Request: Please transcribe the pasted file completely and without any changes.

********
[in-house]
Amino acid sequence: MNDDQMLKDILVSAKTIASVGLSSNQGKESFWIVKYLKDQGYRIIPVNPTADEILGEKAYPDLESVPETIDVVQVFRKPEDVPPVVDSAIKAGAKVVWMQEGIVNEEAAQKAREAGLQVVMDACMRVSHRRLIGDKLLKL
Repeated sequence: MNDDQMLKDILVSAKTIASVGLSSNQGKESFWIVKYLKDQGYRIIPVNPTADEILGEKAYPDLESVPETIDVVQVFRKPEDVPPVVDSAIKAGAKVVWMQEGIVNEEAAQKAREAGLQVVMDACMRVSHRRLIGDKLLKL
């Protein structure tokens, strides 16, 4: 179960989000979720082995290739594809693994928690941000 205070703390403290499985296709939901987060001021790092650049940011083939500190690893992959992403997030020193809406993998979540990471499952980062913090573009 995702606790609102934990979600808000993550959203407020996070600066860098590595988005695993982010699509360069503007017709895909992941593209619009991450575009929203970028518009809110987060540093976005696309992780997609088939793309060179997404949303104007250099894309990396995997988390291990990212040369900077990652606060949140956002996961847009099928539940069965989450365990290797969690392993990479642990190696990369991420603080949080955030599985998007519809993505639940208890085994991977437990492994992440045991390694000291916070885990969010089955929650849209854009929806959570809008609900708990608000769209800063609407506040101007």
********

[in-house]
Amino acid sequence: MNDDQMLKDILVSAKTIASVGLSSNQGKESFWIVKYLKDQGYRIIPVNPTADEILGEKAYPDLESVPETIDVVQVFRKPEDVPPVVDSAIKAGAKVVWMQEGIVNEEAAQKAREAGLQVVMDACMRVSHRRLIGDKLLKL
Repeated sequence: MNDDQMLKDILVSAKTIASVGLSSNQGKESFWIVKYLKDQGYRIIPVNPTADEILGEKAYPDLESVPETIDVVQVFRKPEDVPPVVDSAIKAGAKVVWMQEGIVNEEAAQKAREAGLQVVMDACMRVSHRRLIGDKLLKL
């Protein structure tokens, strides 16, 4: 179960989000979720082995290739594809693994928690941000 205070703390403290499985296709939901987060001021790092650049940011083939500190690893992959992403997030020193809406993998979540990471499952980062913090573009 995702606790609102934990979600808000993550959203407020996070600066860098590595988005695993982010699509360069503007017709895909992941593209619009991450575009929203970028518009809110987060540093976005696309992780997609088939793309060179997404949303104007250099894309990396995997988390291990990212040369900077990652606060949140956002996961847009099928539940069965989450365990290797969690392993990479642990190696990369991420603080949080955030599985998007519809993505639940208890085994991977437990492994992440045991390694000291916070885990969010089955929650849209854009929806959570809008609900708990608000769209800063609407506040101007």